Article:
Sump pumps keep ground water from flooding the basement of your home. If a sump pump fails, water still collects in the sump hole, but the water can't be pumped out. Knowing what to do in case of failure is your best defense against basement flooding.
Failure From an Overwhelmed Pump
If you have a small pump, or an unreliable one, it can be overwhelmed by a significant amount of groundwater. To prevent failure, install a sturdy high-power pump and a battery back-up pump. If failure has already occurred, install a backup pump and consider upgrading your main pump after you have cleaned the flood damage.
Failure From Water Not Entering Sump Pit
If your pump is functioning, but no water is entering the sump pit, it's possible that your sump pump was improperly installed. Review how to install a sump pump or consult an Atlanta plumbing professional.
Failure From Clogging or Freezing
Pump failure can occur from clogged pumps and switches, frozen lines or clogged discharge lines. Dirt and debris can enter the pit, particularly if your sump pit doesn't have a lid.
A pump that's placed directly against the bottom of the pit can also pick up debris. A clogged float switch can hinder the operation of the pump. The float switch tells the pump when there's water in the pit that needs to be pumped out.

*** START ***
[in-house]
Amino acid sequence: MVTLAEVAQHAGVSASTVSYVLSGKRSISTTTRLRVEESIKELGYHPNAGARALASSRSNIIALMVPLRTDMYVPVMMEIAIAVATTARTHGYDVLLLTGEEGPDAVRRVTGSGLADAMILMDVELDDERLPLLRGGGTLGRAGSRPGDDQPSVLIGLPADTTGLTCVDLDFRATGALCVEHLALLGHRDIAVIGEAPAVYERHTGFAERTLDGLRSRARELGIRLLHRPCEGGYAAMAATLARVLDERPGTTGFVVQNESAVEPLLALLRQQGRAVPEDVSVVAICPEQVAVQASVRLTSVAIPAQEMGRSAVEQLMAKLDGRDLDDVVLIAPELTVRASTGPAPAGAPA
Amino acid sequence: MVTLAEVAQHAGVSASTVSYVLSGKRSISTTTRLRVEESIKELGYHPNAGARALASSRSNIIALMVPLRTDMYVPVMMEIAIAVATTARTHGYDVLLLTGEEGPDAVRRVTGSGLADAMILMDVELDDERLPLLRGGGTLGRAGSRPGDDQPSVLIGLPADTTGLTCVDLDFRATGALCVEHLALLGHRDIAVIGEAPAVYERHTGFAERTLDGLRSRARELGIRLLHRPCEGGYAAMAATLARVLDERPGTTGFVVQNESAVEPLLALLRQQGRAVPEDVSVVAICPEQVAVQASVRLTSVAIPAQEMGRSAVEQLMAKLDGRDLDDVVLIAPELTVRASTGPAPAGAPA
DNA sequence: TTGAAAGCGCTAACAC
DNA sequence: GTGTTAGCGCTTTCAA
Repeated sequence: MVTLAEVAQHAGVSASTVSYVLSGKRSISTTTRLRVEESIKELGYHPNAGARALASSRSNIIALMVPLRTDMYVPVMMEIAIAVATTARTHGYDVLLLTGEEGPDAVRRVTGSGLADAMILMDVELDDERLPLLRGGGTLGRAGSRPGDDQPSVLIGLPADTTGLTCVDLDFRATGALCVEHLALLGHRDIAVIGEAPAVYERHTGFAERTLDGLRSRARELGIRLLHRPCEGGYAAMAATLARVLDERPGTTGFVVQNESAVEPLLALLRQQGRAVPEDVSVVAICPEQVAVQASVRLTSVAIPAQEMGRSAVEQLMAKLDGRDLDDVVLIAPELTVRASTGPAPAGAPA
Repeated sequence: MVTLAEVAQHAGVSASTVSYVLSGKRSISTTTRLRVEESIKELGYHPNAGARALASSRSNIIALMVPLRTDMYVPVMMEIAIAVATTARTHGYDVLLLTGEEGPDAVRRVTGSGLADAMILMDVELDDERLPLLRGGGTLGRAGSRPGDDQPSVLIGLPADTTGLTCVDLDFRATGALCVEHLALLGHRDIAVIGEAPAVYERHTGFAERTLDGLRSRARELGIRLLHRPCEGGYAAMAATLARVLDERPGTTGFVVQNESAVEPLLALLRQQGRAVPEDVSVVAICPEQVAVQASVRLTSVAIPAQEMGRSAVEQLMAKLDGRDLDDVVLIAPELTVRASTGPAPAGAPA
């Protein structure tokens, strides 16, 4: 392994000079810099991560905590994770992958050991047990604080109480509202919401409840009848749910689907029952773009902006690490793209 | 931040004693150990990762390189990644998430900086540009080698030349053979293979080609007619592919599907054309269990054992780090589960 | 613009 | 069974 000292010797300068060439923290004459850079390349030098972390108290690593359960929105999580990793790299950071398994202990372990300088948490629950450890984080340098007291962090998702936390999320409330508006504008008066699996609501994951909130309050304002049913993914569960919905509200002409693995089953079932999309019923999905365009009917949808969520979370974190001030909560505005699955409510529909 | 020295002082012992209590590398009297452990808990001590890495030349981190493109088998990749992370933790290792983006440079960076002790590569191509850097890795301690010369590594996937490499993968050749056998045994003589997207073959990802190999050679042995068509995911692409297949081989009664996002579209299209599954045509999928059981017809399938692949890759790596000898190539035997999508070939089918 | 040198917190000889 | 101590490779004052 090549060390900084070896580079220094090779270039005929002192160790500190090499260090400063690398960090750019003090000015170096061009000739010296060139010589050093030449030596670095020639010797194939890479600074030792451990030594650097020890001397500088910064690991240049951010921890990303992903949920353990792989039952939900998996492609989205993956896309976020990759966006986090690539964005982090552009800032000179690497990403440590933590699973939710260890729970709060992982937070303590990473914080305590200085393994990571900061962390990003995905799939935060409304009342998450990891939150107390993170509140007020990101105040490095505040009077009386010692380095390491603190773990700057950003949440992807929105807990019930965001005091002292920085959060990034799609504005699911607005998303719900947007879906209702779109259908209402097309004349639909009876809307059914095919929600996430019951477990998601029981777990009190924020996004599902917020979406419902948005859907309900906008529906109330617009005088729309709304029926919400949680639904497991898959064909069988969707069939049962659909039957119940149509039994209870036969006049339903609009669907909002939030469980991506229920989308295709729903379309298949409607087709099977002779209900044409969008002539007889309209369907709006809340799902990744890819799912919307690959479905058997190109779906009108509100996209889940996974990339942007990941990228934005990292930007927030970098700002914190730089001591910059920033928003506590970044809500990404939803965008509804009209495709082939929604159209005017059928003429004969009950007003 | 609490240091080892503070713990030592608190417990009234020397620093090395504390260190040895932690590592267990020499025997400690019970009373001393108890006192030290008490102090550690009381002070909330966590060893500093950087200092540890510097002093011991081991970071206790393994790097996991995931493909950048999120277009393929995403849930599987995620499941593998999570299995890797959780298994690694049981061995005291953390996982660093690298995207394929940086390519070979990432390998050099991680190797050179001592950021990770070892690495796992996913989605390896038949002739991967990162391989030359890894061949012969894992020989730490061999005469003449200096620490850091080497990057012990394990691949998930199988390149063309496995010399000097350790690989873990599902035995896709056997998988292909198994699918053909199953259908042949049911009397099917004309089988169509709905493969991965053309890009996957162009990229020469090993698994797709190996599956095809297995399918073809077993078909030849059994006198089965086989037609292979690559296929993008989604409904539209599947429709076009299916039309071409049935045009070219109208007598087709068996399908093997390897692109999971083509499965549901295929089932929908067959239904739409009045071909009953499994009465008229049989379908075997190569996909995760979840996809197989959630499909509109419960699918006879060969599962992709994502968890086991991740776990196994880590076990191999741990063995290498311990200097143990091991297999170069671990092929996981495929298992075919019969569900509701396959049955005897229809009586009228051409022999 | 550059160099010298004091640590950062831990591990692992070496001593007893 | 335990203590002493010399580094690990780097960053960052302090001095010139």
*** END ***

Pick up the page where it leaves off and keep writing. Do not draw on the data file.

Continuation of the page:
Frozen or clogged lines mean the system can't get rid of the water it's trying to pump out.
In all of these cases, you should consider cleaning and properly re-installing your sump pump system. Install a cover over the end of the discharge line and an ice protection device at the beginning of the line to keep water flowing. These additions should prevent clogged and frozen lines in the future.
Failure From Power Loss
If your pump fails due to power loss, make sure it's properly plugged in and it's getting power from the outlet. In order to prevent power loss failure in the case of storm power outage, install a battery backup pump.
Potential Failure From Running Continuously
If your pump is running without stopping, it will eventually fail. Several factors can cause your pump to run without end. A stuck float switch, a continuously flooding sump pit, an under-powered pump or a broken check valve can all cause your pump to run without stopping.
For a flooding pit, you may want to raise your pump to a higher level. The other possibilities require repairs or replacement parts for your system.